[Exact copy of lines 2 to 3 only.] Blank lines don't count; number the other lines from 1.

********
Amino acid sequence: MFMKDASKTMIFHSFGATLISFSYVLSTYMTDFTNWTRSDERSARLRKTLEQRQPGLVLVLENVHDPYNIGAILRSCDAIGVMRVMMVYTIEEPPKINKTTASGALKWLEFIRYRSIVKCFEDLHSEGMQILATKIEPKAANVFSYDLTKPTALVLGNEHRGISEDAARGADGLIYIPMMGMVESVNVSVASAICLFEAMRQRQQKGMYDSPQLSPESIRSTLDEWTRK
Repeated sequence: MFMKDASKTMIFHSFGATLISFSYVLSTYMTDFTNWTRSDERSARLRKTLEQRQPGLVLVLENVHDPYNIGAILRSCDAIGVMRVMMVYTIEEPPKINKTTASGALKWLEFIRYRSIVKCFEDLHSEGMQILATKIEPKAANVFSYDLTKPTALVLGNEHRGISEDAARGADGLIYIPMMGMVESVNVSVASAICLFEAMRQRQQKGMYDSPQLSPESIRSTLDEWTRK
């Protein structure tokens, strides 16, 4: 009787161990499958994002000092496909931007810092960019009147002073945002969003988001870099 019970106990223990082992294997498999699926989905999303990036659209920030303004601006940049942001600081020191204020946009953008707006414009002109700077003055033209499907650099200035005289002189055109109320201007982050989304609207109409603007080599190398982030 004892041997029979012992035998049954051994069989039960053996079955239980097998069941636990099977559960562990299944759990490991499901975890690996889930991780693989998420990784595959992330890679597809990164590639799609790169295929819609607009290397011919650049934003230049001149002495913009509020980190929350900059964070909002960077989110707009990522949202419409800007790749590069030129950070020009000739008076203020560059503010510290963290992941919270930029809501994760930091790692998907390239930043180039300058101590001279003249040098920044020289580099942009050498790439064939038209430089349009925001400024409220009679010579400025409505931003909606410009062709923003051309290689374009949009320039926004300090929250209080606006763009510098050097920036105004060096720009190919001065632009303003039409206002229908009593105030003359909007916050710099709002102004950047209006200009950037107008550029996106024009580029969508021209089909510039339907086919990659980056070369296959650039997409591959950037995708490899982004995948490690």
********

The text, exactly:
Repeated sequence: MFMKDASKTMIFHSFGATLISFSYVLSTYMTDFTNWTRSDERSARLRKTLEQRQPGLVLVLENVHDPYNIGAILRSCDAIGVMRVMMVYTIEEPPKINKTTASGALKWLEFIRYRSIVKCFEDLHSEGMQILATKIEPKAANVFSYDLTKPTALVLGNEHRGISEDAARGADGLIYIPMMGMVESVNVSVASAICLFEAMRQRQQKGMYDSPQLSPESIRSTLDEWTRK
């Protein structure tokens, strides 16, 4: 009787161990499958994002000092496909931007810092960019009147002073945002969003988001870099 019970106990223990082992294997498999699926989905999303990036659209920030303004601006940049942001600081020191204020946009953008707006414009002109700077003055033209499907650099200035005289002189055109109320201007982050989304609207109409603007080599190398982030 004892041997029979012992035998049954051994069989039960053996079955239980097998069941636990099977559960562990299944759990490991499901975890690996889930991780693989998420990784595959992330890679597809990164590639799609790169295929819609607009290397011919650049934003230049001149002495913009509020980190929350900059964070909002960077989110707009990522949202419409800007790749590069030129950070020009000739008076203020560059503010510290963290992941919270930029809501994760930091790692998907390239930043180039300058101590001279003249040098920044020289580099942009050498790439064939038209430089349009925001400024409220009679010579400025409505931003909606410009062709923003051309290689374009949009320039926004300090929250209080606006763009510098050097920036105004060096720009190919001065632009303003039409206002229908009593105030003359909007916050710099709002102004950047209006200009950037107008550029996106024009580029969508021209089909510039339907086919990659980056070369296959650039997409591959950037995708490899982004995948490690």